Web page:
Friday, November 05, 2010

Not as amazing as I thought I was

Since January 2005 I've been posting at Transforming Sermons. I've taken great pride, quietly, in being steadfast at keeping on, two posts per day, five days per week. During those five years many fellow bloggers have given up blogging for other priorities. But not me. Thirty-five hundred posts, brother. Eventually, I whispered to myself, more and more people would notice the excellence of my work, and one day something substantial (money, fame, maybe a staff writing gig) might come of it. Whenever events--job losses, moves, my father's death--challenged me to lay the blog aside for a time, I reminded myself that when it comes to blogging I'm The Man, the guy who doesn't seek fame or glory for himself, just shares the riches with others.

Not anymore. Yes, I still want to share the treasures I find online with preachers and other Christians. But these days I'm just not up to reading dozens of blogs every week, and so I don't have much to share. What's more, I'm tired of the vain undercurrent of ambition inherent in hoping for something bigger.

So I'm going to take the advice I've given more than one brother in blogdom: it's your blog, not your livelihood, and you never need to feel obligated to keep posting. So I quit, at least for regular blogging, at least for now. I hope to be back at it one day soon, but right now it's simply too much of an emotional burden. A voice in my heart says I might be shucking the blog one moment before some great opportunity was about to fall into my lap as a result of keeping it going. Another voice one tells me this confessional post might actually help get more attention for the blog. But the one I'm listening to says, "Who cares; it's time for a break."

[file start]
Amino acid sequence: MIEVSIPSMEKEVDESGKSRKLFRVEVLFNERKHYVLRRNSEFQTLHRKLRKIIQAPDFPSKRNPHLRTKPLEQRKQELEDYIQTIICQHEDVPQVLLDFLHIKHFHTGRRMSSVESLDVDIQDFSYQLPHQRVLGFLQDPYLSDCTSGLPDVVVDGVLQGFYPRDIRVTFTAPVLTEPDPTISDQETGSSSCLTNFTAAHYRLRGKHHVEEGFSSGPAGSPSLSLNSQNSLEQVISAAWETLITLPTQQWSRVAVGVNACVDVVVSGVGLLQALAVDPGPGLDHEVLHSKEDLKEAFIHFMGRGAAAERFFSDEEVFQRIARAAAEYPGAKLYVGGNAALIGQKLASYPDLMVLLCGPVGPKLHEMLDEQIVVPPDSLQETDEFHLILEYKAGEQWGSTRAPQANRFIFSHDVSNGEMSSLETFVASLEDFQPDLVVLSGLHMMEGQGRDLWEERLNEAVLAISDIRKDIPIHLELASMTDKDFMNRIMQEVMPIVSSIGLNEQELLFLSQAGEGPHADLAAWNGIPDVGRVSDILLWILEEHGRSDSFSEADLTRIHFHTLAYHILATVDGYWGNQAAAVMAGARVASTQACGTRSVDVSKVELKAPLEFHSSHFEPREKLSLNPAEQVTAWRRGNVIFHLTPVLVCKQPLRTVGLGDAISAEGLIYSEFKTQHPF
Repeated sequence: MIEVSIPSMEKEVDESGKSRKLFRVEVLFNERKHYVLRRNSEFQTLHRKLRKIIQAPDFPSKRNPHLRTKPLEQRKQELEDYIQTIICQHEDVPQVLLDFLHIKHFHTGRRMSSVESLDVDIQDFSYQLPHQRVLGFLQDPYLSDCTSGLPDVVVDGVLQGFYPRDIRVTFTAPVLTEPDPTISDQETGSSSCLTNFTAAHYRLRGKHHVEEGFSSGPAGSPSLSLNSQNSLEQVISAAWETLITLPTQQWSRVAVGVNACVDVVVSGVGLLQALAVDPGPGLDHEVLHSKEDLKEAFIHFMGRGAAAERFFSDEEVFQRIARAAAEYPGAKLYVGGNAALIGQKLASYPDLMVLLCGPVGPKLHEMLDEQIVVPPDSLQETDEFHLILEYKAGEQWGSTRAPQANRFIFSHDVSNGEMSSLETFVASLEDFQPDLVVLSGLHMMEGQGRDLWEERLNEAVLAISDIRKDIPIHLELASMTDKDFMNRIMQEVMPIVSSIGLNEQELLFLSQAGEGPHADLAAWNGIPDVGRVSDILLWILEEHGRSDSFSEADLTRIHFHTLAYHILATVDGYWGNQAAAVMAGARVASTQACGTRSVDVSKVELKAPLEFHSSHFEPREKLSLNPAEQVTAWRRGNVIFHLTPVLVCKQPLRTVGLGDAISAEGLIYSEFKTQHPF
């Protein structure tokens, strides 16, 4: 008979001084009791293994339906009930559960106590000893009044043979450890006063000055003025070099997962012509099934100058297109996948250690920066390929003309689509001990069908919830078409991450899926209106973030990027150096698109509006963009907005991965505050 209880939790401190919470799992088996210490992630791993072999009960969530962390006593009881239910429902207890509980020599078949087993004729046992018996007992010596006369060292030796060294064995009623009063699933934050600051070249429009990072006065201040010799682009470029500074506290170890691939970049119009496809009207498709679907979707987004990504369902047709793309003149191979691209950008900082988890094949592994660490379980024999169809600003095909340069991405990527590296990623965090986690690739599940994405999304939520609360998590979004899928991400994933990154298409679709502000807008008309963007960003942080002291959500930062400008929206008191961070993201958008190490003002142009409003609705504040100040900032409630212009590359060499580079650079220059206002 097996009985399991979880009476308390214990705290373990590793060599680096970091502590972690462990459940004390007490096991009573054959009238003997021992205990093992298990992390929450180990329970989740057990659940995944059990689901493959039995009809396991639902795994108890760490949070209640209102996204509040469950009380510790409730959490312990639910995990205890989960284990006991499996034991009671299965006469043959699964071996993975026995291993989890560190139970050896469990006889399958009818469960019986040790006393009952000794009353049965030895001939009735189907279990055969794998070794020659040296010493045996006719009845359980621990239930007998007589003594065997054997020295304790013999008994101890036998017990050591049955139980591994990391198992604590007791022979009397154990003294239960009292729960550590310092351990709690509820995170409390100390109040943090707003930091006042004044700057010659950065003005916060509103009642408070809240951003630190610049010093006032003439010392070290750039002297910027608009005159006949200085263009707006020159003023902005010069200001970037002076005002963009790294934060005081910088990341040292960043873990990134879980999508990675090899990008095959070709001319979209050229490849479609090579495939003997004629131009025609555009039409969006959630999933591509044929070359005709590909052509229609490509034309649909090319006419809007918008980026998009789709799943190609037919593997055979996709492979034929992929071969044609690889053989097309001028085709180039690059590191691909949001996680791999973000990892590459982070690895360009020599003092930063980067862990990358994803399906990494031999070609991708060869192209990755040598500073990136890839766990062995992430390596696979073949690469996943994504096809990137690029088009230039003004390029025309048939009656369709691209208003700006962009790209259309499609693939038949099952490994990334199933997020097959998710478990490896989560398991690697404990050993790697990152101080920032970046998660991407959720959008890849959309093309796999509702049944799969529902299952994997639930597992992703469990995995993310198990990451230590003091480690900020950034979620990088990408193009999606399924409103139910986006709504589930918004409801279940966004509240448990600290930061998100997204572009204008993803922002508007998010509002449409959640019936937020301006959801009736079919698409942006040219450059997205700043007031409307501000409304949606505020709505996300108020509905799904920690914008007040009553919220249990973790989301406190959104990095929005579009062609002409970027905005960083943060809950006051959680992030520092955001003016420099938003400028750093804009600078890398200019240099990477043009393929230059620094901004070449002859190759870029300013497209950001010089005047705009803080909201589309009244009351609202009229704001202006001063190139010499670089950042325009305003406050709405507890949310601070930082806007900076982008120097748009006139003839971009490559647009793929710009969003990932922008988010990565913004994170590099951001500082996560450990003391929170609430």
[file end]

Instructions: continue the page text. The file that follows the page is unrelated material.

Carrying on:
Why now? Several reasons, I suspect. Tops among them is my father's death back in July. I guess I had always taken comfort in knowing--even as his own body and mind declined and I began to be the one taking care of him--that whatever came my way, my Daddy was still around to help. Walking the tightrope without that safety net takes some emotional adjustment.

After five years of sharing almost no personal information online, why am I now pouring out my heart for Google and the Wayback Machine and the whole world to access? Because even though my struggles are here exposed for malevolents and emotional voyeurs to delight in, I've learned something priceless in five years of blogging: Some of you reading this post are men and women of faith and prayer, and I am confident that the prayers you lift up on my behalf are far stronger than any shame or loss I experience from admitting my weakness. Thank you.

And to Christ alone be the glory. Amen.

Monday, November 01, 2010

On gospel doctrine & culture

Ray Ortlund offers a succinct description of how gospel doctrine shapes gospel culture. He also shares related thoughts on hermeneutics and church culture.

Reflections on gospel & religion

Philip Fletcher looks at the epistle of James and shares insights on gospel and religion. Here's a sample:
I used to think that the Gospel and Religion where opposed to one another. I learned the Gospel is God reaching down to man and religion is about man trying to reach God. . . .Whereas every man made religion has a motivation of works, a religion born of the Gospel is motivated by erupting love in response to God who gave himself to me.
That sounds right.